Sydney is too expensive for young people to take a risk on a good idea
The world is full of bright young people building spiffy websites and nifty apps. They’re skipping the stability of traditional employment to code in cafes and co-working spaces. But they’re probably not doing it in Sydney.
World Economic Forum research found that young Australians were poorly prepared for the digital economy, and faced intense labour market uncertainty. Fewer young people want to work for a start-up than in any other country surveyed — a mere 3.8 per cent.
Who can blame them for choosing a nice, safe bank job in expensive, uncertain Sydney? Starting a business can mean years of earning almost nothing, and just surviving in this city is fiendishly expensive, let alone funding a house big enough for kids.
I don’t know many successful Australian tech entrepreneurs — presumably there are a few who haven’t moved overseas yet? But when we left uni 20 years ago, lots of my cohort had a go at becoming artists, musicians, writers and comedians — equally risky propositions. Many of them are still thriving today.
My friends and I started a satirical newspaper called The Chaser when I was 22, in what would now be called an ultra-niche content play. Even in 1999, we knew it was foolish — our first edition contained a history of failed independent newspapers.
Our paper joined them after six years, 90 editions and roughly a dozen legal threats that were abandoned after the lawyers estimated our assets. But we’ve worked in the media ever since, somehow surviving on the gag-writing skills honed over 90 all-nighters. (Topical comedians are nothing if not agile.)
My generation was lucky that back then, Sydney seemed as cheap as our jokes. These days, Demographia says it’s the world’s least affordable city after Hong Kong.
In Sydney, the NSW government’s identified a Diagon Alley for the magic of innovation. Premier Mike Baird wants the disused White Bay power station to become “Australia’s own quantum harbour”. Personally the word “quantum” reminds me of Scott Bakula, but Opposition Leader Luke Foley supports the idea.
Our leaders envision a harbourside hub buzzing with minty-fresh ideas, rattling as disruptive coders bash their keyboards to grow the digital economy. All we need is entrepreneurs to start up the start-ups.
Politicians aren’t the only ones advocating entrepreneurship. A recent report by the Australian Council of Learned Academies identified an “urgent need” for more businesses to commercialise our publicly-funded research.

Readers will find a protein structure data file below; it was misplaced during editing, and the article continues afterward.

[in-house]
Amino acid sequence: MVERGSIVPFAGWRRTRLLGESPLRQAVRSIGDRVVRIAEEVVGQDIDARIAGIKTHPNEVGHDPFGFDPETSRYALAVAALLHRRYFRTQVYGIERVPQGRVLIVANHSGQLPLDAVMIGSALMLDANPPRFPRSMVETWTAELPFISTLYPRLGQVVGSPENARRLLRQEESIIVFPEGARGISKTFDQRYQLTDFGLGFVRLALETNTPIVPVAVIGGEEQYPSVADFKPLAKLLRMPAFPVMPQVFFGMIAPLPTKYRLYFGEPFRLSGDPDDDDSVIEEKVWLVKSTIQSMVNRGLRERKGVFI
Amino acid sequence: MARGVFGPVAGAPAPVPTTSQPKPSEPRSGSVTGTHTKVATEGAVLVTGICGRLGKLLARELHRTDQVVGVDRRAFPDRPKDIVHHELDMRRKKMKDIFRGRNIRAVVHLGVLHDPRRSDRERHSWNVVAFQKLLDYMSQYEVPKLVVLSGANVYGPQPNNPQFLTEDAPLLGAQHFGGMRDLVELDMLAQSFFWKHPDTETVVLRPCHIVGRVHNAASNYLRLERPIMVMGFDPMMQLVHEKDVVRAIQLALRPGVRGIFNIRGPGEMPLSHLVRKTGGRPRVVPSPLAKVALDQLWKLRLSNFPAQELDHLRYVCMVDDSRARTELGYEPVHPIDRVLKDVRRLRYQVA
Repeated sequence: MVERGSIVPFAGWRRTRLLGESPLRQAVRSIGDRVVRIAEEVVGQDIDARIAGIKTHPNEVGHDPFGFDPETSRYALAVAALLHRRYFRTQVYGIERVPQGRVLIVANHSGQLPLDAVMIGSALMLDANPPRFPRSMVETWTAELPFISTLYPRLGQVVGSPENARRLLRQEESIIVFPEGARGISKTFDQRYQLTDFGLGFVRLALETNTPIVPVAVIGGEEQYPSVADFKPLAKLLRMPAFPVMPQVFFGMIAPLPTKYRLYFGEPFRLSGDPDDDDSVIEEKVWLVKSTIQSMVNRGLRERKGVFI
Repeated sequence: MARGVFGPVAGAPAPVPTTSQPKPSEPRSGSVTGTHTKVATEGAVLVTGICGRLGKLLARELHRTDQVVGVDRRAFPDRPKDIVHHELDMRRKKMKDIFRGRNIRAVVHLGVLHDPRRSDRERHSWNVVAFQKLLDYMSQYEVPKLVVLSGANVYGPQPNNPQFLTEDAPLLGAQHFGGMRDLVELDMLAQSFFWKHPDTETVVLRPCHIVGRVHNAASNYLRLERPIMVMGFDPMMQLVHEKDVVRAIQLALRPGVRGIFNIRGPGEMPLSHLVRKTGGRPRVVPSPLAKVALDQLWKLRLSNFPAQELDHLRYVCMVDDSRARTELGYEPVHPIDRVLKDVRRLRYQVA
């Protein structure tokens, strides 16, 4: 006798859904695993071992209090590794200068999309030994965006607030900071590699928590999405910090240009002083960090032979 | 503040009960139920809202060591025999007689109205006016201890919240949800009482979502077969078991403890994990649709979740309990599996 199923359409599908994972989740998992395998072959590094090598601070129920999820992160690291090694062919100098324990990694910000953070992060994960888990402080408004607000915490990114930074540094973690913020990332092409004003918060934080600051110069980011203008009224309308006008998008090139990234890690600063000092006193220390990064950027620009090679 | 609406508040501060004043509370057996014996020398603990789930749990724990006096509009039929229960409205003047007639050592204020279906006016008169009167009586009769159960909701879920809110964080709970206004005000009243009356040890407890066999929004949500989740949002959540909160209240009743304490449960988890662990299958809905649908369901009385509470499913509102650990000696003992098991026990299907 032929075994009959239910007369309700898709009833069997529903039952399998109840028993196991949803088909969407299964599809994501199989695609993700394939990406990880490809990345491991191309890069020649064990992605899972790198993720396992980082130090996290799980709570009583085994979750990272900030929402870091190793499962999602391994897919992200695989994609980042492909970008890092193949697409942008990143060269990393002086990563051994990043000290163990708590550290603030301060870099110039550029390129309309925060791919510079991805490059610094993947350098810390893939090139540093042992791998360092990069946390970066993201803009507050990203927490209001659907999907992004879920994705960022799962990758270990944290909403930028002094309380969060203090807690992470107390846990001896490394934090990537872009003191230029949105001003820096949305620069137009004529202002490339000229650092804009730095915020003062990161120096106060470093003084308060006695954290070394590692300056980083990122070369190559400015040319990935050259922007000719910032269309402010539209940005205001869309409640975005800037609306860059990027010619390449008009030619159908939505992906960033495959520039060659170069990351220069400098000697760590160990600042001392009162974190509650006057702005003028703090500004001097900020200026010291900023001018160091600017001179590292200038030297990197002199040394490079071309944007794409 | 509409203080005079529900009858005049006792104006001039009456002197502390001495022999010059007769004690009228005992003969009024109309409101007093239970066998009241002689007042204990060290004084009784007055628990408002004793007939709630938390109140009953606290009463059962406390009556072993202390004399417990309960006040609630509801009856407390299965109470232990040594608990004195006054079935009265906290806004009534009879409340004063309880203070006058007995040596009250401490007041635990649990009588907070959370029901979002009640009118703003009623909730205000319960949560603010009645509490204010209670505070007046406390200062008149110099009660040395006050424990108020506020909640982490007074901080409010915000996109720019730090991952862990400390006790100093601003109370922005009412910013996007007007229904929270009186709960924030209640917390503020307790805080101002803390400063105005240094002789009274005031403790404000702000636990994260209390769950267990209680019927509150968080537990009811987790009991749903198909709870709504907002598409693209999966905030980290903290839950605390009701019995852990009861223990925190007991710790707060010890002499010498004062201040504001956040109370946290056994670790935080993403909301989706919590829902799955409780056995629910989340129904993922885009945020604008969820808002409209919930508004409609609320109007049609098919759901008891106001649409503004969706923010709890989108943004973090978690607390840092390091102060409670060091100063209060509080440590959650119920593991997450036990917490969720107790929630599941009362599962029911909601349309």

Apparently we have superior technology but can’t sell it. We’re the 2016 equivalent of Betamax.
But unleashing world-beating innovation isn’t as easy as tossing around buzzwords and generating 3D renders of groovy co-working spaces full of hip young techpreneurs. (Apparently that’s a word.)
If we build these exciting hubs and incubators, will anybody come? Surely the lack of a groovy converted power station isn’t the only thing stopping smart people launching startups to commercialise breakthroughs made by researchers with safer university jobs. Not when starting businesses has the risk profile of a Game of Thrones character.
Sydney’s full of cheerful yellow posters advertising the government’s “ideas boom”, like so many pre-election daffodils. When announcing his innovation package in January, Malcolm Turnbull praised countries where “entrepreneurship is valued and taking calculated risks or ‘having a go’… is considered to be the norm”.
It’s not surprising that this PM believes in taking chances — it worked out for him last September. But Labor’s spruiking innovation too. Bill Shorten promises “regional innovation hubs” and a “Landing Pad for Australian innovators”, which sounds as though he’ll install mattresses under the windows of every co-working hub.
Both leaders want to sound future-focused in the hope that voters will give them one. We might not be seeing the contest of ideas that was hoped for after Malcolm Turnbull’s ascension, but there’s certainly a contest to talk the most about them.
They’ll struggle to encourage young people into entrepreneurship, though, if they don’t address the boom that isn’t spruiked on posters — the housing one.
Rents on four-bedroom inner-city terraces have tripled since I shared one with friends 20 years ago, according to Housing NSW. Rents have risen almost as much in the outer suburbs, too. Whereas wage growth has stagnated recently.
This means that it’s more expensive to roll those dice than ever. An average room in an two-bedroom inner-ring apartment now costs $330 a week. Food, bills and the rest can easily double that, which is an awful lot when you’re putting in sweat equity and have to cover your business’ costs, too.
Making Sydney affordable enough for entrepreneurship will require an ideas boom from our policymakers. Otherwise not only will Australia never establish the startup culture we’re told we need, but nobody will start dubious new satirical publications. It would be tragic indeed if those few agile innovators who do claw their way to the top had nobody to lampoon them.
First published in The Sydney Morning Herald